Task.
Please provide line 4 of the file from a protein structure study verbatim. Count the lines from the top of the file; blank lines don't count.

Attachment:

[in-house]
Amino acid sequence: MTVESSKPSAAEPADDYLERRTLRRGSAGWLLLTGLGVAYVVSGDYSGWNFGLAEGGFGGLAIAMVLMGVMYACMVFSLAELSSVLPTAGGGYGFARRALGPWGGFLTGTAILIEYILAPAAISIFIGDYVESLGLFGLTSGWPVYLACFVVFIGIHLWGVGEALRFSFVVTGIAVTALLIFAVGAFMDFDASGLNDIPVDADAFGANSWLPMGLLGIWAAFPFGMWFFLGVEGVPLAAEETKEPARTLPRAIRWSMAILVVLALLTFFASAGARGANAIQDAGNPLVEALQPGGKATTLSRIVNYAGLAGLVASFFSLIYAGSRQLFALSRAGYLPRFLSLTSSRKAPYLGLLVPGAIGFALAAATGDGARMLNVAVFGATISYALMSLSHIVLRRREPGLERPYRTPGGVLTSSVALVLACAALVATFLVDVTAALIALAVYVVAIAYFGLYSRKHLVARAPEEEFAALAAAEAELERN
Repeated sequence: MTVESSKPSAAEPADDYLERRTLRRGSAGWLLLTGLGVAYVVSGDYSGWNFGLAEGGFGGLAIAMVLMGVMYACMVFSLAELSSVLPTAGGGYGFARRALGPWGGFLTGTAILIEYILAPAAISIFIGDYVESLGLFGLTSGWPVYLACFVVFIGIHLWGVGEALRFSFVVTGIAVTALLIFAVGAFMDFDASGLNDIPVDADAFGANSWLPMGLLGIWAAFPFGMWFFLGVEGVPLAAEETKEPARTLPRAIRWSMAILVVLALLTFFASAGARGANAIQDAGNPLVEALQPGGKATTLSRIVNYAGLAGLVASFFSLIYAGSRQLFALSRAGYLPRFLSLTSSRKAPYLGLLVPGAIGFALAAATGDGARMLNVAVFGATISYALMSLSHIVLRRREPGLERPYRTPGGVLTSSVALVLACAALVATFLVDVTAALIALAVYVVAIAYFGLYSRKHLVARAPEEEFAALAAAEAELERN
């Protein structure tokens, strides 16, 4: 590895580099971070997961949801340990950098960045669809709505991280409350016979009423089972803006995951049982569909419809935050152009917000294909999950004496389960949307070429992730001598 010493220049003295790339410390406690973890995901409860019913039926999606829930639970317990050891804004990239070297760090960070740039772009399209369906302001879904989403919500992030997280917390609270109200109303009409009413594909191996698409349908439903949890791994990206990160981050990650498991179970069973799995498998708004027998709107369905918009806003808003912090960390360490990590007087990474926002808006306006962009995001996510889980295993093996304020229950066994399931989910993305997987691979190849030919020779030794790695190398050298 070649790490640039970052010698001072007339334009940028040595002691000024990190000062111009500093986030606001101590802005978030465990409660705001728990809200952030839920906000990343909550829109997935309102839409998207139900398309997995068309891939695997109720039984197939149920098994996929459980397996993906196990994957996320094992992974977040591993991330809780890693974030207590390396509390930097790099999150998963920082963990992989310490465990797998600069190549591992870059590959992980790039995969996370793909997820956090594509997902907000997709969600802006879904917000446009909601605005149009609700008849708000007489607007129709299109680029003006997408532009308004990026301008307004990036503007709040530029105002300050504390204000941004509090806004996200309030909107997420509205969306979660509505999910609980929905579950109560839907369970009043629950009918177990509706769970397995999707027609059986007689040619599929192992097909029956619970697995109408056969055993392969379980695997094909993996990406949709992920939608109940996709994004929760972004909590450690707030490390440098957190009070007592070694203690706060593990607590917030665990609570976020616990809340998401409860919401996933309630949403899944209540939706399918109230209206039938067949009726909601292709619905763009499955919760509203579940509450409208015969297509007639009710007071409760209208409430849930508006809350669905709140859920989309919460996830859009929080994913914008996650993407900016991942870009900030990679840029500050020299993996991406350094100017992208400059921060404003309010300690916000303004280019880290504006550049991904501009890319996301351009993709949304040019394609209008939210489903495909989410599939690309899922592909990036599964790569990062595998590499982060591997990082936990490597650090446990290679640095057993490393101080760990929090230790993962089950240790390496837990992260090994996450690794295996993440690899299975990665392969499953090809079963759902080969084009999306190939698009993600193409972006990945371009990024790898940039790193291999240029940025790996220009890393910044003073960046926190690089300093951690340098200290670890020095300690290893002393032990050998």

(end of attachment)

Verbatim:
């Protein structure tokens, strides 16, 4: 590895580099971070997961949801340990950098960045669809709505991280409350016979009423089972803006995951049982569909419809935050152009917000294909999950004496389960949307070429992730001598 010493220049003295790339410390406690973890995901409860019913039926999606829930639970317990050891804004990239070297760090960070740039772009399209369906302001879904989403919500992030997280917390609270109200109303009409009413594909191996698409349908439903949890791994990206990160981050990650498991179970069973799995498998708004027998709107369905918009806003808003912090960390360490990590007087990474926002808006306006962009995001996510889980295993093996304020229950066994399931989910993305997987691979190849030919020779030794790695190398050298 070649790490640039970052010698001072007339334009940028040595002691000024990190000062111009500093986030606001101590802005978030465990409660705001728990809200952030839920906000990343909550829109997935309102839409998207139900398309997995068309891939695997109720039984197939149920098994996929459980397996993906196990994957996320094992992974977040591993991330809780890693974030207590390396509390930097790099999150998963920082963990992989310490465990797998600069190549591992870059590959992980790039995969996370793909997820956090594509997902907000997709969600802006879904917000446009909601605005149009609700008849708000007489607007129709299109680029003006997408532009308004990026301008307004990036503007709040530029105002300050504390204000941004509090806004996200309030909107997420509205969306979660509505999910609980929905579950109560839907369970009043629950009918177990509706769970397995999707027609059986007689040619599929192992097909029956619970697995109408056969055993392969379980695997094909993996990406949709992920939608109940996709994004929760972004909590450690707030490390440098957190009070007592070694203690706060593990607590917030665990609570976020616990809340998401409860919401996933309630949403899944209540939706399918109230209206039938067949009726909601292709619905763009499955919760509203579940509450409208015969297509007639009710007071409760209208409430849930508006809350669905709140859920989309919460996830859009929080994913914008996650993407900016991942870009900030990679840029500050020299993996991406350094100017992208400059921060404003309010300690916000303004280019880290504006550049991904501009890319996301351009993709949304040019394609209008939210489903495909989410599939690309899922592909990036599964790569990062595998590499982060591997990082936990490597650090446990290679640095057993490393101080760990929090230790993962089950240790390496837990992260090994996450690794295996993440690899299975990665392969499953090809079963759902080969084009999306190939698009993600193409972006990945371009990024790898940039790193291999240029940025790996220009890393910044003073960046926190690089300093951690340098200290670890020095300690290893002393032990050998």